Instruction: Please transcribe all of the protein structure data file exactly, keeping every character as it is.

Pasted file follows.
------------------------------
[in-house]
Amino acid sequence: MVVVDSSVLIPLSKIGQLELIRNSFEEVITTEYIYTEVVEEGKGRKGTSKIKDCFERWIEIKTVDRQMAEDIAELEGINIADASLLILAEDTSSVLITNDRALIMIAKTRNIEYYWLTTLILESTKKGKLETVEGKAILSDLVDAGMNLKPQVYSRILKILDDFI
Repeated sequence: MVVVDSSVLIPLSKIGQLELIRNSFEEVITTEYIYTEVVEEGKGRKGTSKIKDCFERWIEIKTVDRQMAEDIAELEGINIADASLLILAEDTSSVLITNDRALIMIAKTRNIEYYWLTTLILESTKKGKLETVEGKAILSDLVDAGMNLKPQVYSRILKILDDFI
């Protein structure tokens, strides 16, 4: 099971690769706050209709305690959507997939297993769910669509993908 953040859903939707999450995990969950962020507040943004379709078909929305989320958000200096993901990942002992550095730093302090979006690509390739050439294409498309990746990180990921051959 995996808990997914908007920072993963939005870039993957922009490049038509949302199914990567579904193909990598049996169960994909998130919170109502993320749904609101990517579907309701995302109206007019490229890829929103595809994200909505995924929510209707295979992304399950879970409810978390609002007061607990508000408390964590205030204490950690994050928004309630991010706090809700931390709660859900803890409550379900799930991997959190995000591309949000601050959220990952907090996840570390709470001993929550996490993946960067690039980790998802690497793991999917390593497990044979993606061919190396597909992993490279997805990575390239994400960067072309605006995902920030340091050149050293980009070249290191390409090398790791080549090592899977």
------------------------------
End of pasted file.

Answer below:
[in-house]
Amino acid sequence: MVVVDSSVLIPLSKIGQLELIRNSFEEVITTEYIYTEVVEEGKGRKGTSKIKDCFERWIEIKTVDRQMAEDIAELEGINIADASLLILAEDTSSVLITNDRALIMIAKTRNIEYYWLTTLILESTKKGKLETVEGKAILSDLVDAGMNLKPQVYSRILKILDDFI
Repeated sequence: MVVVDSSVLIPLSKIGQLELIRNSFEEVITTEYIYTEVVEEGKGRKGTSKIKDCFERWIEIKTVDRQMAEDIAELEGINIADASLLILAEDTSSVLITNDRALIMIAKTRNIEYYWLTTLILESTKKGKLETVEGKAILSDLVDAGMNLKPQVYSRILKILDDFI
């Protein structure tokens, strides 16, 4: 099971690769706050209709305690959507997939297993769910669509993908 953040859903939707999450995990969950962020507040943004379709078909929305989320958000200096993901990942002992550095730093302090979006690509390739050439294409498309990746990180990921051959 995996808990997914908007920072993963939005870039993957922009490049038509949302199914990567579904193909990598049996169960994909998130919170109502993320749904609101990517579907309701995302109206007019490229890829929103595809994200909505995924929510209707295979992304399950879970409810978390609002007061607990508000408390964590205030204490950690994050928004309630991010706090809700931390709660859900803890409550379900799930991997959190995000591309949000601050959220990952907090996840570390709470001993929550996490993946960067690039980790998802690497793991999917390593497990044979993606061919190396597909992993490279997805990575390239994400960067072309605006995902920030340091050149050293980009070249290191390409090398790791080549090592899977």